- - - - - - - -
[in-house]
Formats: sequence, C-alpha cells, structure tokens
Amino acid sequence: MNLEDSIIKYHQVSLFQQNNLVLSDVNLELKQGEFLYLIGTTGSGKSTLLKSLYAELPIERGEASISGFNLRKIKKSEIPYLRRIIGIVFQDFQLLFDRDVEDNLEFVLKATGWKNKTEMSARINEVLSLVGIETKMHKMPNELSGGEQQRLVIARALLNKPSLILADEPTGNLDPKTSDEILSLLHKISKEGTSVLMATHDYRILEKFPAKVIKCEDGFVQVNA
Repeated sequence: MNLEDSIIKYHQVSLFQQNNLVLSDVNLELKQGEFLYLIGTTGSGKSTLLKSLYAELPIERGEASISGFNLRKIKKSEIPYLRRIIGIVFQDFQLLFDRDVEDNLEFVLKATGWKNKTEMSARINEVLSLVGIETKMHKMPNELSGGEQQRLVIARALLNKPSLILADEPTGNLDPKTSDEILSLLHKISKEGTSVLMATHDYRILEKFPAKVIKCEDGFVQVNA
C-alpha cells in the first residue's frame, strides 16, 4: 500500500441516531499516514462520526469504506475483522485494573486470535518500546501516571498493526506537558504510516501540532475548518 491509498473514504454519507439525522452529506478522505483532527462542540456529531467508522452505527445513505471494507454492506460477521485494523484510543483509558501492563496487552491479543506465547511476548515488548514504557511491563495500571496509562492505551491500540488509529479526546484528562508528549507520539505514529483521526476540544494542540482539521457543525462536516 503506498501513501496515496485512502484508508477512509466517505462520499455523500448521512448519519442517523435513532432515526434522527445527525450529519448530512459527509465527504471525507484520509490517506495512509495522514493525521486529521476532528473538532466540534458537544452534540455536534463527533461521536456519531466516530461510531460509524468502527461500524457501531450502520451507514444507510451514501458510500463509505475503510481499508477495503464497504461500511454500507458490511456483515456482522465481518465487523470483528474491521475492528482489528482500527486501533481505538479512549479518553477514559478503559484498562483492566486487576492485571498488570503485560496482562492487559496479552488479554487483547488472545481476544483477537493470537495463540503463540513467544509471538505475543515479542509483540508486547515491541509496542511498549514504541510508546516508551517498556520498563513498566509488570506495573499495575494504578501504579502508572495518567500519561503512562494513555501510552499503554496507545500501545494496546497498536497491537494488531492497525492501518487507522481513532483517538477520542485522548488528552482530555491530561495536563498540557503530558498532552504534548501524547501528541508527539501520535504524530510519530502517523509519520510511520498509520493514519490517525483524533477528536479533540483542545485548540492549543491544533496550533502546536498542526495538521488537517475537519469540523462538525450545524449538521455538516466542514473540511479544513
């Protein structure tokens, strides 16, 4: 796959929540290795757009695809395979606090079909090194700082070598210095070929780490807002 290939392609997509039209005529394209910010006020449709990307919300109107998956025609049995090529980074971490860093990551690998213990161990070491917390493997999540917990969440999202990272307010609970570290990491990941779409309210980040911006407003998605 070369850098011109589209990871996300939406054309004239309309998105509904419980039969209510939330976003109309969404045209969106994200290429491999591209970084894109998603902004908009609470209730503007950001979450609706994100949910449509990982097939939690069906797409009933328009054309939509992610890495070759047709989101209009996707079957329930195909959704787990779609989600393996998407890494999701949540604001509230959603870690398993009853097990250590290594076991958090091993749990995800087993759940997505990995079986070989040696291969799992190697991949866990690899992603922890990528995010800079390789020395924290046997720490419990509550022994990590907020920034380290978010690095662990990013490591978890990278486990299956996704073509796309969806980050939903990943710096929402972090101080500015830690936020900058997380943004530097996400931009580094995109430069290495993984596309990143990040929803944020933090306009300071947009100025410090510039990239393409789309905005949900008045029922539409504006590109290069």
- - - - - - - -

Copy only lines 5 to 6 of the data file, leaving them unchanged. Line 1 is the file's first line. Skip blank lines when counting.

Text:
C-alpha cells in the first residue's frame, strides 16, 4: 500500500441516531499516514462520526469504506475483522485494573486470535518500546501516571498493526506537558504510516501540532475548518 491509498473514504454519507439525522452529506478522505483532527462542540456529531467508522452505527445513505471494507454492506460477521485494523484510543483509558501492563496487552491479543506465547511476548515488548514504557511491563495500571496509562492505551491500540488509529479526546484528562508528549507520539505514529483521526476540544494542540482539521457543525462536516 503506498501513501496515496485512502484508508477512509466517505462520499455523500448521512448519519442517523435513532432515526434522527445527525450529519448530512459527509465527504471525507484520509490517506495512509495522514493525521486529521476532528473538532466540534458537544452534540455536534463527533461521536456519531466516530461510531460509524468502527461500524457501531450502520451507514444507510451514501458510500463509505475503510481499508477495503464497504461500511454500507458490511456483515456482522465481518465487523470483528474491521475492528482489528482500527486501533481505538479512549479518553477514559478503559484498562483492566486487576492485571498488570503485560496482562492487559496479552488479554487483547488472545481476544483477537493470537495463540503463540513467544509471538505475543515479542509483540508486547515491541509496542511498549514504541510508546516508551517498556520498563513498566509488570506495573499495575494504578501504579502508572495518567500519561503512562494513555501510552499503554496507545500501545494496546497498536497491537494488531492497525492501518487507522481513532483517538477520542485522548488528552482530555491530561495536563498540557503530558498532552504534548501524547501528541508527539501520535504524530510519530502517523509519520510511520498509520493514519490517525483524533477528536479533540483542545485548540492549543491544533496550533502546536498542526495538521488537517475537519469540523462538525450545524449538521455538516466542514473540511479544513
């Protein structure tokens, strides 16, 4: 796959929540290795757009695809395979606090079909090194700082070598210095070929780490807002 290939392609997509039209005529394209910010006020449709990307919300109107998956025609049995090529980074971490860093990551690998213990161990070491917390493997999540917990969440999202990272307010609970570290990491990941779409309210980040911006407003998605 070369850098011109589209990871996300939406054309004239309309998105509904419980039969209510939330976003109309969404045209969106994200290429491999591209970084894109998603902004908009609470209730503007950001979450609706994100949910449509990982097939939690069906797409009933328009054309939509992610890495070759047709989101209009996707079957329930195909959704787990779609989600393996998407890494999701949540604001509230959603870690398993009853097990250590290594076991958090091993749990995800087993759940997505990995079986070989040696291969799992190697991949866990690899992603922890990528995010800079390789020395924290046997720490419990509550022994990590907020920034380290978010690095662990990013490591978890990278486990299956996704073509796309969806980050939903990943710096929402972090101080500015830690936020900058997380943004530097996400931009580094995109430069290495993984596309990143990040929803944020933090306009300071947009100025410090510039990239393409789309905005949900008045029922539409504006590109290069």